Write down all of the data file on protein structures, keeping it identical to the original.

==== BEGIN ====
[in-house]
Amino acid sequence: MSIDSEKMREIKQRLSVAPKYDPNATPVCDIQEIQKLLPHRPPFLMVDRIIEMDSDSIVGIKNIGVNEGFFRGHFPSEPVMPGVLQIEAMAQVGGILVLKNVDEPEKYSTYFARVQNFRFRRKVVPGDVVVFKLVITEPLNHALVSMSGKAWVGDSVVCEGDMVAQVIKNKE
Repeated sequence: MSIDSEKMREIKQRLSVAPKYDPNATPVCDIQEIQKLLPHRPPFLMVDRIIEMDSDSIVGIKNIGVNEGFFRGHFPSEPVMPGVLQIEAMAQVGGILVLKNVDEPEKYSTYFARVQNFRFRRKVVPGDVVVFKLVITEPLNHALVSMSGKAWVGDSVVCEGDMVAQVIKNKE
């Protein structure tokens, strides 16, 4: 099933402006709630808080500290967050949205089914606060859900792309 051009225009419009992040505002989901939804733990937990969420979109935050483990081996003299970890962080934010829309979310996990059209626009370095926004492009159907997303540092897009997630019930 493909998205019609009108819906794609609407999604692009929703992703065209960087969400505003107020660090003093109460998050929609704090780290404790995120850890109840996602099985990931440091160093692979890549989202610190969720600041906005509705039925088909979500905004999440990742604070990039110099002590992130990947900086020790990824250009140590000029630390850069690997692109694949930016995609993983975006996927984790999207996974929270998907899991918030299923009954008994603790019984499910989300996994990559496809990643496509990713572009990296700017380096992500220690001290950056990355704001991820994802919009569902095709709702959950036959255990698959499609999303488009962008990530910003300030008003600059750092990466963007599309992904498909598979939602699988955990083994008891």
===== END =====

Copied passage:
[in-house]
Amino acid sequence: MSIDSEKMREIKQRLSVAPKYDPNATPVCDIQEIQKLLPHRPPFLMVDRIIEMDSDSIVGIKNIGVNEGFFRGHFPSEPVMPGVLQIEAMAQVGGILVLKNVDEPEKYSTYFARVQNFRFRRKVVPGDVVVFKLVITEPLNHALVSMSGKAWVGDSVVCEGDMVAQVIKNKE
Repeated sequence: MSIDSEKMREIKQRLSVAPKYDPNATPVCDIQEIQKLLPHRPPFLMVDRIIEMDSDSIVGIKNIGVNEGFFRGHFPSEPVMPGVLQIEAMAQVGGILVLKNVDEPEKYSTYFARVQNFRFRRKVVPGDVVVFKLVITEPLNHALVSMSGKAWVGDSVVCEGDMVAQVIKNKE
């Protein structure tokens, strides 16, 4: 099933402006709630808080500290967050949205089914606060859900792309 051009225009419009992040505002989901939804733990937990969420979109935050483990081996003299970890962080934010829309979310996990059209626009370095926004492009159907997303540092897009997630019930 493909998205019609009108819906794609609407999604692009929703992703065209960087969400505003107020660090003093109460998050929609704090780290404790995120850890109840996602099985990931440091160093692979890549989202610190969720600041906005509705039925088909979500905004999440990742604070990039110099002590992130990947900086020790990824250009140590000029630390850069690997692109694949930016995609993983975006996927984790999207996974929270998907899991918030299923009954008994603790019984499910989300996994990559496809990643496509990713572009990296700017380096992500220690001290950056990355704001991820994802919009569902095709709702959950036959255990698959499609999303488009962008990530910003300030008003600059750092990466963007599309992904498909598979939602699988955990083994008891």